When you can't figure out what to write next and can't seem to put words on the page, you might have writer's block. When you know where you're going but can't seem to write it, you're just plain stuck.
When it comes to the little details, all those steps between "it was a dark and stormy night" and "they lived happily ever after" are rife with opportunity...for getting stuck.
Sometimes, you might not know how to advance the story. The journey from Point A to Point B isn't so straightforward after all. Sometimes you get stuck, and you've got to get unstuck to get to the end of the book. Try some tricks that might help:
- Check the outline. With an outline, at least you know what's supposed to happen. Keep it in mind so you can figure out how to make it happen.
- Go backwards. Read back a little to see where you've been, and see if that help you start moving forward.
- Stop and think. When I'm stuck, I'll stop writing. Take a walk, take a hot bath, take yourself down to the gym -- do whatever helps you think. And in this space, think about where your book needs to go next. Remember to think in terms of specific scenes you need to write, and focus your efforts. Sometimes, starting at the big picture makes it difficult to work out all those little details.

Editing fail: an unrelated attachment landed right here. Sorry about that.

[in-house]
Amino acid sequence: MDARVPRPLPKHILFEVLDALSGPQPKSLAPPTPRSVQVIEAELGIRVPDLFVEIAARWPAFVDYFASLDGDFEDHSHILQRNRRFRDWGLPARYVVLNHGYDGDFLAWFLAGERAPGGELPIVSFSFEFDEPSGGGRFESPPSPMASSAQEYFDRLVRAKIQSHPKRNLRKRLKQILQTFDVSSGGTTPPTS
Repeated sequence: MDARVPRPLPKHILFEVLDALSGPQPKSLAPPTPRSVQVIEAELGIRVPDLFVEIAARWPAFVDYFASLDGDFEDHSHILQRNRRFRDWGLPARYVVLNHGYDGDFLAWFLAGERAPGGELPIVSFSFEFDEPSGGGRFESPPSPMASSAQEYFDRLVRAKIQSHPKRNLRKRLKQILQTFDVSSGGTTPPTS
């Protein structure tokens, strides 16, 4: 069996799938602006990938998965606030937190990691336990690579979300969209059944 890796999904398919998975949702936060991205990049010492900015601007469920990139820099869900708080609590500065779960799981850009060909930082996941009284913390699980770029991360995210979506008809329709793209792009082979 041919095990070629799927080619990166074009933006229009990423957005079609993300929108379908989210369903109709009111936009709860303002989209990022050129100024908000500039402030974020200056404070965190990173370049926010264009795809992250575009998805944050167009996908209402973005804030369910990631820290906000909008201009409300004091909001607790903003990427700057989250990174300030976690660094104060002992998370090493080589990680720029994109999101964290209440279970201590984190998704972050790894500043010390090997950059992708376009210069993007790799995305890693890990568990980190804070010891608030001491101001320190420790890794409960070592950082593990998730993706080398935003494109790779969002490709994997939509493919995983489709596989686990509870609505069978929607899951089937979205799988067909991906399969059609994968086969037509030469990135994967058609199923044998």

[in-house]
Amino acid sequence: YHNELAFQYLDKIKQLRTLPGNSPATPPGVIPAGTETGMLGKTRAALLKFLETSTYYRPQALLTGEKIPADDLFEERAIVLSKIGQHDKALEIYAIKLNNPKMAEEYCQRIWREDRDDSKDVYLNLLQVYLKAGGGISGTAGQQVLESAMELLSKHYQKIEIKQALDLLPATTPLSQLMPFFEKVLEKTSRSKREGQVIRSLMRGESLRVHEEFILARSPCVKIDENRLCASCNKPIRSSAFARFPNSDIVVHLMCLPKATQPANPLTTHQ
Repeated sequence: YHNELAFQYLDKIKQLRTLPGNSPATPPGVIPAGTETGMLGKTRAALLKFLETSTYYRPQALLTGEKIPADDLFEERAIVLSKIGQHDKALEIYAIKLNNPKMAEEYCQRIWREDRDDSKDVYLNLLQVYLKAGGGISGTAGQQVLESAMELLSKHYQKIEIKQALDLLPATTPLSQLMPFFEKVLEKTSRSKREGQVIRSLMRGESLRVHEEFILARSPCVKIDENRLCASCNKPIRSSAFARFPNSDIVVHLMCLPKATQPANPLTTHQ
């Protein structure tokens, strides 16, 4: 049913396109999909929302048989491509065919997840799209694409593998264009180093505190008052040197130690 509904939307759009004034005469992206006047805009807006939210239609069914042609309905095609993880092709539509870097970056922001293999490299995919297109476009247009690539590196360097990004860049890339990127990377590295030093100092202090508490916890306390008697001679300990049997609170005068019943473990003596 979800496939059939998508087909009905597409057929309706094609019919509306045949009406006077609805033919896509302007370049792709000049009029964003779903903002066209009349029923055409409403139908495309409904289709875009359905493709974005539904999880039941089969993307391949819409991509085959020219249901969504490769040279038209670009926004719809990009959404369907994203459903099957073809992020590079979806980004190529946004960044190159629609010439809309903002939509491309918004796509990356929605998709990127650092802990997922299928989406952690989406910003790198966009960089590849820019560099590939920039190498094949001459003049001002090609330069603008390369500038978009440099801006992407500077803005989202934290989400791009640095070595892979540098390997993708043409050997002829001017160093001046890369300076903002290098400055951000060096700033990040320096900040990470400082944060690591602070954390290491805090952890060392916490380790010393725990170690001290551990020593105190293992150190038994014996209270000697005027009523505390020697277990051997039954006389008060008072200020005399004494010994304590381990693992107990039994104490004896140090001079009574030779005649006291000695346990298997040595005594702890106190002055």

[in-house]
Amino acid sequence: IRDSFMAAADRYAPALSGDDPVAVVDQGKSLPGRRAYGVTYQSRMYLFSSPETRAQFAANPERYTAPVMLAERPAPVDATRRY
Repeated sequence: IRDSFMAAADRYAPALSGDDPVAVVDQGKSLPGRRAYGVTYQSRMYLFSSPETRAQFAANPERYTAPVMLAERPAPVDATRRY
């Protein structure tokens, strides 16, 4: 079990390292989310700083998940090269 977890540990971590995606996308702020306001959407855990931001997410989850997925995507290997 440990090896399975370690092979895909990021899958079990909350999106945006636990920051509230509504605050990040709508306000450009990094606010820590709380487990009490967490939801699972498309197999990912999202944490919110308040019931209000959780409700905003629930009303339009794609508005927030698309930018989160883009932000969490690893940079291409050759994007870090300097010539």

- Skip it. If a particular scene or piece of the story is giving you trouble, skip it. Move on to a part of the book that you can write. Skipping around is a time-honored tradition in writing. Chapter 1 of Gone With the Wind was written by Margaret Mitchell after the rest of the book.
When you know how the story begins and how it ends, you might think writing that book will be smooth sailing. The truth is, there are about a million reasons why you might get stuck in-between. It happens to me all the time. Try to get yourself unstuck however you can. And when all else fails, go and write something else. Sometimes just writing anything at all will help you get back into the groove, and you'll find it easier to continue with your book.